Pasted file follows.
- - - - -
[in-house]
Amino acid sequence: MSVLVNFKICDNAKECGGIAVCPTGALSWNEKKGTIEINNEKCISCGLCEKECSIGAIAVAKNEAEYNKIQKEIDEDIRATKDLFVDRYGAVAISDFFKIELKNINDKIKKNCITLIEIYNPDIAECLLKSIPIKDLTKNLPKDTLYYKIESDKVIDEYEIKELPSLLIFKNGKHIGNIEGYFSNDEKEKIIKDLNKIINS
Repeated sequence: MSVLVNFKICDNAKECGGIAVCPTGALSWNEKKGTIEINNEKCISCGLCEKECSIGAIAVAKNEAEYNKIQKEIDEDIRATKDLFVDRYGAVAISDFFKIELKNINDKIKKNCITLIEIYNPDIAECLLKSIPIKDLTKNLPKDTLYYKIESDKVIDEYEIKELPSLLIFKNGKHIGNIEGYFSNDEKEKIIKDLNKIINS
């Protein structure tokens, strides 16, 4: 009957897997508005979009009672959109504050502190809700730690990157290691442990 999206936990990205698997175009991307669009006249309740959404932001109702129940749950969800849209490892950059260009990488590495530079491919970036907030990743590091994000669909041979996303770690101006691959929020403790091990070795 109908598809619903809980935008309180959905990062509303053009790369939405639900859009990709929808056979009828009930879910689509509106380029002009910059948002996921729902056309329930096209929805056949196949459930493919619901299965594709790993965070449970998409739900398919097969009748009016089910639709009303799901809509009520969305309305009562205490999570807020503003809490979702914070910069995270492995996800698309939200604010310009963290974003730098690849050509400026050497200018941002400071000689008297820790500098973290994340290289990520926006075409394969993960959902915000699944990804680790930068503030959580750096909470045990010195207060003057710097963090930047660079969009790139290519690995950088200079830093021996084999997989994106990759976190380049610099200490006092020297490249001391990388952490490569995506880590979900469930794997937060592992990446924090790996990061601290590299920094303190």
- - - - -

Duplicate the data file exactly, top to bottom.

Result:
[in-house]
Amino acid sequence: MSVLVNFKICDNAKECGGIAVCPTGALSWNEKKGTIEINNEKCISCGLCEKECSIGAIAVAKNEAEYNKIQKEIDEDIRATKDLFVDRYGAVAISDFFKIELKNINDKIKKNCITLIEIYNPDIAECLLKSIPIKDLTKNLPKDTLYYKIESDKVIDEYEIKELPSLLIFKNGKHIGNIEGYFSNDEKEKIIKDLNKIINS
Repeated sequence: MSVLVNFKICDNAKECGGIAVCPTGALSWNEKKGTIEINNEKCISCGLCEKECSIGAIAVAKNEAEYNKIQKEIDEDIRATKDLFVDRYGAVAISDFFKIELKNINDKIKKNCITLIEIYNPDIAECLLKSIPIKDLTKNLPKDTLYYKIESDKVIDEYEIKELPSLLIFKNGKHIGNIEGYFSNDEKEKIIKDLNKIINS
């Protein structure tokens, strides 16, 4: 009957897997508005979009009672959109504050502190809700730690990157290691442990 999206936990990205698997175009991307669009006249309740959404932001109702129940749950969800849209490892950059260009990488590495530079491919970036907030990743590091994000669909041979996303770690101006691959929020403790091990070795 109908598809619903809980935008309180959905990062509303053009790369939405639900859009990709929808056979009828009930879910689509509106380029002009910059948002996921729902056309329930096209929805056949196949459930493919619901299965594709790993965070449970998409739900398919097969009748009016089910639709009303799901809509009520969305309305009562205490999570807020503003809490979702914070910069995270492995996800698309939200604010310009963290974003730098690849050509400026050497200018941002400071000689008297820790500098973290994340290289990520926006075409394969993960959902915000699944990804680790930068503030959580750096909470045990010195207060003057710097963090930047660079969009790139290519690995950088200079830093021996084999997989994106990759976190380049610099200490006092020297490249001391990388952490490569995506880590979900469930794997937060592992990446924090790996990061601290590299920094303190």